Wednesday, August 10, 2011

[944] Director's Cut: The Toronto International Film Festival Travel Guide

View from the Thompson Toronto's rooftop infinity pool. All photos by Nicole Rupersburg.
For film aficionados and movie nerds, spending a few days immersed in back-to-back screenings of the outlandish, edgy, quirky, profound, and always wholly unique offerings of an international film festival is a sacred experience. But too many film festivals are more about celebrities and their seekers preening and neck-craning than about the movies themselves. Others are so under-the-radar that they only screen third-rate features and a LOT of local talent. A movie buff might feel like Goldilocks trying to sift through the available choices for cinema-tourism: this one’s too big; this one’s too small... But the Toronto International Film Festival is just right.

Since 1976, the Toronto International Film Festival (TIFF) has been showcasing some of the best films from all over the world during its 11-day run. The festival has grown to feature 300-400 films every year, ranging anywhere from Asian arthouse horror to documentaries on life as a woman in Afghanistan, and also has included such high-profile premieres as American Beauty, Slumdog Millionaire and Precious. It is considered one of the finest and most influential film festivals in the world, yet despite its reputability it still has been able to maintain its indie integrity as a film lover’s film festival (and not a PR machine for various celebs’ latest star vehicles).

In September 2010, the TIFF unveiled their new home in the Entertainment District in the King West neighborhood, the TIFF Bell Lightbox & Festival Tower, a five-story glass-encased complex with an atrium, five theatres, two galleries, learning studios and student centers, restaurants and a lounge. The heart of the festival is here, but screenings still occur all throughout downtown Toronto.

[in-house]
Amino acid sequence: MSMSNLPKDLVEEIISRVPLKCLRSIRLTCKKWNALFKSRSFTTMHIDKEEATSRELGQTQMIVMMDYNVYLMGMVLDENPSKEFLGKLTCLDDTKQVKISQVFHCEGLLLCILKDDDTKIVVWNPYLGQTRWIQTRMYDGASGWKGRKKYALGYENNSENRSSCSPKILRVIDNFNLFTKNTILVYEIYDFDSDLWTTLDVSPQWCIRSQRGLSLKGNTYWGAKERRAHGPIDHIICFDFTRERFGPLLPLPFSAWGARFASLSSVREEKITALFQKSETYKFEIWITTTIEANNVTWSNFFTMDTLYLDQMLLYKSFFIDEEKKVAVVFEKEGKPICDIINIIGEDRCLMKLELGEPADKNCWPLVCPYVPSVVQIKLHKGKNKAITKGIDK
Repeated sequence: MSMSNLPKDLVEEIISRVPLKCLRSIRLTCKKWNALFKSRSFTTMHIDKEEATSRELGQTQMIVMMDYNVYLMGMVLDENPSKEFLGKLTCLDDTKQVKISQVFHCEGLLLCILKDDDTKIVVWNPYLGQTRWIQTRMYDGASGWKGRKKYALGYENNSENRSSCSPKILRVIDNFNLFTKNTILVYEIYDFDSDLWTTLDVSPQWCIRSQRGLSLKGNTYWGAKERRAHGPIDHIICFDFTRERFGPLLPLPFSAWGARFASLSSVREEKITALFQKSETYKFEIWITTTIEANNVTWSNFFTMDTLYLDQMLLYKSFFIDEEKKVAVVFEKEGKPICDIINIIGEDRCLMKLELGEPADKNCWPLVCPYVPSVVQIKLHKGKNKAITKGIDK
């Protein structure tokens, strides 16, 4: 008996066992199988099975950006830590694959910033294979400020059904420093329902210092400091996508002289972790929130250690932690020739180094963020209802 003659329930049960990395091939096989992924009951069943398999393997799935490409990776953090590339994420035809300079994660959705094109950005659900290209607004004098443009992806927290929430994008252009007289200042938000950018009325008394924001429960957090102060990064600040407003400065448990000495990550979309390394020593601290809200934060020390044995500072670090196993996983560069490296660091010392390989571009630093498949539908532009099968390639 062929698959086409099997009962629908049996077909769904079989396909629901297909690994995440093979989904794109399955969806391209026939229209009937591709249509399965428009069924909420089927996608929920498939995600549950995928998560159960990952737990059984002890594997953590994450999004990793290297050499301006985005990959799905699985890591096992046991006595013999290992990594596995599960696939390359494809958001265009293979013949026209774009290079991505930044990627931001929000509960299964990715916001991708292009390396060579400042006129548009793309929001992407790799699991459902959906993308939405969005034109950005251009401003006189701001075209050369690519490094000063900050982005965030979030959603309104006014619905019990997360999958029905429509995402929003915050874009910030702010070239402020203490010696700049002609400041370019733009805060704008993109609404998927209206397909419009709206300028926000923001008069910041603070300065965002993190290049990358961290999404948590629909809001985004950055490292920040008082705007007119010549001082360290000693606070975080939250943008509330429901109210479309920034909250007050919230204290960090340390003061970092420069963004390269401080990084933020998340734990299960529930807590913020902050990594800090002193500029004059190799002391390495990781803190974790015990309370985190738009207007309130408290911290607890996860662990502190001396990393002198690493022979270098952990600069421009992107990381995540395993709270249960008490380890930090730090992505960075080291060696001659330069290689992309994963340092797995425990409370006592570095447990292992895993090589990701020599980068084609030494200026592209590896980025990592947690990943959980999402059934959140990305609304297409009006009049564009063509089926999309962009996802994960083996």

This year the TIFF will be held September 8-18. In between screenings, be sure to explore the vast cultural offerings this sparkling city has to offer – from haute couture shopping to gritty artist enclaves, Toronto has something to appeal to all tastes … kind of like the festival itself.

King Deluxe room at the Thompson Toronto.
Where to go:

King West

King West, home of the TIFF Bell Lightbox, is becoming a hotbed of youth-oriented urban chic with gourmet burger bars, high-energy nightlife and sleek hotels, while still maintaining a bit of the neighborhood’s independent grit.

The Brunch Burger at the Counter.
Eat, drink and sleep:
The Thompson Toronto The ultra-sleek Thompson Toronto features floor-to-ceiling windows, plasma TVs, and heated marble floors in every room. The design is plush contemporary, perfectly suited for the stylish, trendy traveler. While there, enjoy their exclusive rooftop lounge and infinity pool overlooking the Toronto skyline, as well as the Counter, a 24-hour “classic” diner with a sophisticated twist, serving artisanal cocktails and locally-sourced gourmet comfort foods (the “Brunch Burger” will change the way you think about burgers forever).

Grindhouse Burger Bar
The trend of the gourmet burger bar is alive and well in Toronto, and the options are nearly endless. Grindhouse is a bit less flashy, tucked away in a modest-looking storefront, but inside you’ll find 12 options of top-quality burgers ground in-house that are free from refined sugars, hormones, preservatives, and gluten, making their burger an actual healthy option.

Crush Wine Bar
This is the perfect place to enjoy a glass of wine at the end of your evening, with an extensive offering of wines by the glass and regionally-themed flights (including many of Ontario’s own wines, difficult to get in the States).

: TOCA by Tom Brodi (inside the Ritz-Carlton), Scarpetta (inside the Thompson), Lee Lounge, Le Sélect Bistro, Buca, Wvrst

West Queen West.

West Queen West